Images are Yellow-crowned Night Heron Long Key Florida; Monk Parrot, Miami, Florida; Spot-breasted Oriole, north of Miami, Florida; Evening Grossbeak, Northern Hawk Owl, and Southern Hawkeye, all from frozen north of Minnesota.

Frustrated update – 15 February (and continuing to 22 Feb)

Written on 15th ish:

The East Coast winter pelagic trips out of Hatteras are largely about seeing a Great Skua. Brian Patteson’s trips to Gulf Stream are famous for lots of tube-noses in Spring to late Summer, and I’ll be on as many of those as I can I’m currently signed up for six. Also ten west coast trips. I wanted to make the late Summer early Fall trips off California with Debbi Shearwater, but for some reason  she has delayed her trip dates for more than three months since I first approached her, and I can’t wait any longer to make bookings with the opposition. So I’ve done that now.

So how did I go on my first American pelagic? Well, I didn’t get sick – that’s always a plus. But of course my preventative measures didn’t help my mental acuity in any way. We started out looking good – there were Razor-bills and a couple of Dovkies. Eventually we saw one, then another Northern Fulmars. There was no swearing this time.

It was very very cold, and I’ll admit to hanging out in the enclosed cabin with the masses from time to time. The last time was when we were just 6 miles from dock, late in the afternoon. Brian Patteson, the captain and bird expert called out on intercom from his elevated ‘bridge’ “Great Skua – everybody get on deck!”. All of us, got onto the deck in the right place looking the right direction. I saw nothing. There were no exclamations of ‘there it is!’, and Brian declared that it must have landed.

I’m currently on a flight from Norfolk Virginia, after the three-hour drive that it takes to get from or to Hatteras launching site, to Miami. I’m going to put tomorrow into trying for the Black-faced Grassquit on Long Key, then pick up Robyn from Miami Airport when she arrives in early evening. She and I will then do a couple of days cleaning up southern Florida winter birds, the off to Duluth for two days of guided owl-search. After that we go to Newfoundland for a few days, then all the way back across the continent to Vancouver Island for the Skylark and various northern birds, including owls. Hopefully we’ll then have a couple of days near San Francisco to try for the Ruff that’s been there for a couple of weeks.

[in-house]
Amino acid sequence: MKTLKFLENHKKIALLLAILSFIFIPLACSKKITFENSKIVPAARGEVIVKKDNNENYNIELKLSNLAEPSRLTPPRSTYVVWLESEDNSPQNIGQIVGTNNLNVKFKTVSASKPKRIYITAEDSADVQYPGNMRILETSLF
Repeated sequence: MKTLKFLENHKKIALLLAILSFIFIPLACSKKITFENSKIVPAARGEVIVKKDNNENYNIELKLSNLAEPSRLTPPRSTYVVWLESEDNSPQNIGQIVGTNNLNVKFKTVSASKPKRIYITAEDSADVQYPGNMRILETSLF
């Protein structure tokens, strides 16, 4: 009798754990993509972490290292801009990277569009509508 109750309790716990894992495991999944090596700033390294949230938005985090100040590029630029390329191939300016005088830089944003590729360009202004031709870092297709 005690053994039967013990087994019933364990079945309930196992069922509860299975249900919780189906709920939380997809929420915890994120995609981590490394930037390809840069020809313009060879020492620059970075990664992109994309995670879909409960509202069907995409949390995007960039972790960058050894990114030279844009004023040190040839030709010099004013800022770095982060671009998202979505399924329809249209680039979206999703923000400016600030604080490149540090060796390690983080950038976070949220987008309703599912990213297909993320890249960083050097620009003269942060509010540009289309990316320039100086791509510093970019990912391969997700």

Here’s current update Friday avo 19th Feb on flight from Miami to Duluth Minnesota

I put in a big day looking for the Grassquit on Long Key. The two reports of the bird were both very sketchy – as is the norm for rarity reports here. One of the unfortunate differences between Australian and US birding is that because there are (at least) 20 times as many birders here, there isn’t any centralised, inclusive online community. So, for example, if I want to find a Boreal Chickadee (a cold country bird that should be easier in the winter), where do I start looking? Basically there isn’t a starting point. Can’t find most recently reported individuals, unless I go state to state through the discussion groups, do a search, and get lucky. So far I ain’t getting too lucky that way. So, its not really a whinge, but I must say, the enormity of the hobby over here has its advantages and disadvantages for twitchers. Well, maybe we should call it a whinge. The paucity of info for the Grassquit was very frustrating! Compare that (two tiny statements more or less “Black-faced Grassquit at Long Key State Park”) to the stuff on Aussie discussion groups re, say, Oriental Honey-buzzard.